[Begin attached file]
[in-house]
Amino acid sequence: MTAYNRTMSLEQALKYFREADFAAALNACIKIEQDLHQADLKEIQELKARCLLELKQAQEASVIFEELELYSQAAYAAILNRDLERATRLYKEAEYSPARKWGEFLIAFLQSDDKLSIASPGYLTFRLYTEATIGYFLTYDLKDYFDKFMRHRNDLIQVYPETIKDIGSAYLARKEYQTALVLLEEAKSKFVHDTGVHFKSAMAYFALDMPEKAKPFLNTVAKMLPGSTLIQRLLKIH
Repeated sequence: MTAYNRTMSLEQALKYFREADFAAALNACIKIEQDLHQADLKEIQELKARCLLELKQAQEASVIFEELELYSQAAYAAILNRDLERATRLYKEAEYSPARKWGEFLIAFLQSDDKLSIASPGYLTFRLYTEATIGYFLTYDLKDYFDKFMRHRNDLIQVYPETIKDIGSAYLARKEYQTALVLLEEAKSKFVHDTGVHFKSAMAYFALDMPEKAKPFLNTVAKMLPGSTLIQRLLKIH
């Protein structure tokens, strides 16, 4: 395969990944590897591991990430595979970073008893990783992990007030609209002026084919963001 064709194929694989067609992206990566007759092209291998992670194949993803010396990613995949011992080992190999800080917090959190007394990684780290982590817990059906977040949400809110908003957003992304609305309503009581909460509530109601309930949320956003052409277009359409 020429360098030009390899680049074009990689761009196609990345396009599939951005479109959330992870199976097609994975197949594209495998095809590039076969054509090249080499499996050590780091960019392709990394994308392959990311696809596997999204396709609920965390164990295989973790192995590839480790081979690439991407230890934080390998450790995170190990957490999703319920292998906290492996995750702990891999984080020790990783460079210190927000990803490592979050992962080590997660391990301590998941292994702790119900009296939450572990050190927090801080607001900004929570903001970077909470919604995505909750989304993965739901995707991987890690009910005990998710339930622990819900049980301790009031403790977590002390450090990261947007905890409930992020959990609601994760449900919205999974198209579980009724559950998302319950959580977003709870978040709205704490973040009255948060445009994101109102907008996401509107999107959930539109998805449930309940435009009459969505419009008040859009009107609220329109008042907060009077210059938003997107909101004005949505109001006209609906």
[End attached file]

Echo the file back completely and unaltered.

[in-house]
Amino acid sequence: MTAYNRTMSLEQALKYFREADFAAALNACIKIEQDLHQADLKEIQELKARCLLELKQAQEASVIFEELELYSQAAYAAILNRDLERATRLYKEAEYSPARKWGEFLIAFLQSDDKLSIASPGYLTFRLYTEATIGYFLTYDLKDYFDKFMRHRNDLIQVYPETIKDIGSAYLARKEYQTALVLLEEAKSKFVHDTGVHFKSAMAYFALDMPEKAKPFLNTVAKMLPGSTLIQRLLKIH
Repeated sequence: MTAYNRTMSLEQALKYFREADFAAALNACIKIEQDLHQADLKEIQELKARCLLELKQAQEASVIFEELELYSQAAYAAILNRDLERATRLYKEAEYSPARKWGEFLIAFLQSDDKLSIASPGYLTFRLYTEATIGYFLTYDLKDYFDKFMRHRNDLIQVYPETIKDIGSAYLARKEYQTALVLLEEAKSKFVHDTGVHFKSAMAYFALDMPEKAKPFLNTVAKMLPGSTLIQRLLKIH
């Protein structure tokens, strides 16, 4: 395969990944590897591991990430595979970073008893990783992990007030609209002026084919963001 064709194929694989067609992206990566007759092209291998992670194949993803010396990613995949011992080992190999800080917090959190007394990684780290982590817990059906977040949400809110908003957003992304609305309503009581909460509530109601309930949320956003052409277009359409 020429360098030009390899680049074009990689761009196609990345396009599939951005479109959330992870199976097609994975197949594209495998095809590039076969054509090249080499499996050590780091960019392709990394994308392959990311696809596997999204396709609920965390164990295989973790192995590839480790081979690439991407230890934080390998450790995170190990957490999703319920292998906290492996995750702990891999984080020790990783460079210190927000990803490592979050992962080590997660391990301590998941292994702790119900009296939450572990050190927090801080607001900004929570903001970077909470919604995505909750989304993965739901995707991987890690009910005990998710339930622990819900049980301790009031403790977590002390450090990261947007905890409930992020959990609601994760449900919205999974198209579980009724559950998302319950959580977003709870978040709205704490973040009255948060445009994101109102907008996401509107999107959930539109998805449930309940435009009459969505419009008040859009009107609220329109008042907060009077210059938003997107909101004005949505109001006209609906």